magnet

This shows the octupole channel in the Fermilab Integrable Optics Test Accelerator, or IOTA, in November. A set of 17 independently powered octupole magnets is installed in one of the straight sections of IOTA. The channel is used for experiments on nonlinear integrable optics and on the physics of dynamical systems. These experiments study new ways to stabilize high-intensity beams for research at the frontiers of particle physics. IOTA, accelerator, accelerator science, accelerator technology, magnet Photo: Giulio Stancari

This shows the octupole channel in the Fermilab Integrable Optics Test Accelerator, or IOTA, in November. A set of 17 independently powered octupole magnets is installed in one of the straight sections of IOTA. The channel is used for experiments on nonlinear integrable optics and on the physics of dynamical systems. These experiments study new ways to stabilize high-intensity beams for research at the frontiers of particle physics.

From Bulgarisches Wirtschaftsblatt, Nov. 11, 2020: Während die Wissenschaftler im Fermi National Accelerator Laboratory des US-Energieministeriums auf die mit Spannung erwarteten ersten Ergebnisse des Muon g-2-Experiments warten, setzen die mitarbeitenden Wissenschaftler des Argonne National Laboratory des DOE weiterhin das einzigartige System ein, das das Magnetfeld im Experiment mit beispielloser Präzision abbildet.

Fermilab scientists have broken their own world record for an accelerator magnet. In June, their demonstrator steering dipole magnet achieved a 14.5-tesla field, surpassing the field strength of their 14.1-tesla magnet, which set a record in 2019. This magnet test shows that scientists and engineers can address the demanding requirements for a future particle collider under discussion in the particle physics community.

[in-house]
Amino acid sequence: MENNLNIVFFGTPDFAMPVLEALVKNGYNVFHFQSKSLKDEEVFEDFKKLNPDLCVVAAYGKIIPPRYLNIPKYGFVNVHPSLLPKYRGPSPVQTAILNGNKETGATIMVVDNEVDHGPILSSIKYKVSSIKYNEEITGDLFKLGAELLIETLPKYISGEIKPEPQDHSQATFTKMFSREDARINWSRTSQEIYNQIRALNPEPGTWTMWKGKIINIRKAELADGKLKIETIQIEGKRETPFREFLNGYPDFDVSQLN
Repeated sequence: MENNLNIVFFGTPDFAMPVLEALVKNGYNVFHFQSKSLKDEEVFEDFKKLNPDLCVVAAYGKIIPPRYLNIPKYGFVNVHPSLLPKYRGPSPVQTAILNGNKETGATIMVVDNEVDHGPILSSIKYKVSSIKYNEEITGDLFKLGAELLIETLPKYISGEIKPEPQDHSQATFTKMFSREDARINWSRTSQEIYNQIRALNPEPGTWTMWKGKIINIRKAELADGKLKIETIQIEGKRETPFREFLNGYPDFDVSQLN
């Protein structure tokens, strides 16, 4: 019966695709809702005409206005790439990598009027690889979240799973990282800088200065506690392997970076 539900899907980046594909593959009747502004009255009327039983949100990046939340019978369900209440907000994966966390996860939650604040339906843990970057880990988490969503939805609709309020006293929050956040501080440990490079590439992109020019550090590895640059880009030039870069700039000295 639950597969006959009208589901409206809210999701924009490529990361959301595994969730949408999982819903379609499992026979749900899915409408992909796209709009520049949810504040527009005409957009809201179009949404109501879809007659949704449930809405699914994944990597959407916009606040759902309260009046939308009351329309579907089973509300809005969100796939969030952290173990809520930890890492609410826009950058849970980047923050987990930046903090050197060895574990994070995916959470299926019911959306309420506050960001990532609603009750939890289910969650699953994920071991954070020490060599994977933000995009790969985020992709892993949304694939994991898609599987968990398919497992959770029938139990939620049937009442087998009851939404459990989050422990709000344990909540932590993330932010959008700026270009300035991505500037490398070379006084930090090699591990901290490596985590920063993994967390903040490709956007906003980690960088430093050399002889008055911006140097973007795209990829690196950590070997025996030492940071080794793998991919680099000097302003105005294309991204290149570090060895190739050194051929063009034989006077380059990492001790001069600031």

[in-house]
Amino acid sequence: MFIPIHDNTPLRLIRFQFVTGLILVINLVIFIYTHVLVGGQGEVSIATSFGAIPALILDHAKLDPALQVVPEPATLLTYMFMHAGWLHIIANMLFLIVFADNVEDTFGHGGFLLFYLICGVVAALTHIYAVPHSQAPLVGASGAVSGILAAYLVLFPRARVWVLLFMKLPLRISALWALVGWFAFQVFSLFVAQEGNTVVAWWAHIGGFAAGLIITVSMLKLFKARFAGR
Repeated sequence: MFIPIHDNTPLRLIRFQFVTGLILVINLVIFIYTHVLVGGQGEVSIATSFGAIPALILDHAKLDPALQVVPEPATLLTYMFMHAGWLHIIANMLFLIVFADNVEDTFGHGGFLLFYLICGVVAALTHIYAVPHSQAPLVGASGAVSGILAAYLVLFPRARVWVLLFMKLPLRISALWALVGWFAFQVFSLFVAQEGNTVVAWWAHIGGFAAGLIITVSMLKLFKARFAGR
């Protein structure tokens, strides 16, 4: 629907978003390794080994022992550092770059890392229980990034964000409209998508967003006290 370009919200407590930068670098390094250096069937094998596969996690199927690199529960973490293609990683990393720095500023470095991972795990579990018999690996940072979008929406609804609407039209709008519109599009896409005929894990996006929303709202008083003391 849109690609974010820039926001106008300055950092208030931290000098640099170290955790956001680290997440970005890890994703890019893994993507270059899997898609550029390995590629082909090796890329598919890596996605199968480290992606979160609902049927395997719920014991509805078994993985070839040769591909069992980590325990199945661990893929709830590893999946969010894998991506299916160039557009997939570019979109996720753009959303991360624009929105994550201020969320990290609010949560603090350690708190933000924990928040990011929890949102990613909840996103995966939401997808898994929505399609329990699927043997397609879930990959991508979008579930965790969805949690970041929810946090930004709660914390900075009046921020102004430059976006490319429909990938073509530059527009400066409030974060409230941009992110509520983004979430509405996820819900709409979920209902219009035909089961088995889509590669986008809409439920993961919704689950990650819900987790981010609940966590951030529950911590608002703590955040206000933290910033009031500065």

From Lawrence Berkeley National Laboratory, June 17, 2020: While COVID-19 risks had led to a temporary halt in fabrication work on high-power superconducting magnets built by a collaboration of three national labs for an upgrade of the world’s largest particle collider at CERN in Europe, researchers at Berkeley Lab are still carrying out some project tasks. Fermilab scientist Giorgio Apollinari, head of the U.S.-based magnet effort for the HL-LHC, is quoted in this piece.

The Magnet Systems Group is back to work in HAB, building the Mu2e transport solenoid magnets. We performed what we believe is the first "critical lift" under the new FESHM 10200 Lift Plans chapter on Wednesday, June 3. This is test unit TSUN08 in its warm testing position. Mu2e, operations, magnet, technology Photo: Jeff Brandt

The Magnet Systems Group is back to work in HAB, building the Mu2e transport solenoid magnets. We performed what we believe is the first “critical lift” under the new FESHM 10200 Lift Plans chapter on Wednesday, June 3, using two cranes to rotate test unit TSUN08 from the bore-tube-horizontal warm testing position to the bore-tube-vertical cold testing position.

From Semiconductor Engineering, April 6, 2020: Fermilab, Brookhaven National Laboratory and Lawrence Berkeley National Laboratory have built an enormous superconducting magnet — one of 16 — that will be used in the High-Luminosity Large Hadron Collider particle accelerator project at CERN in Europe.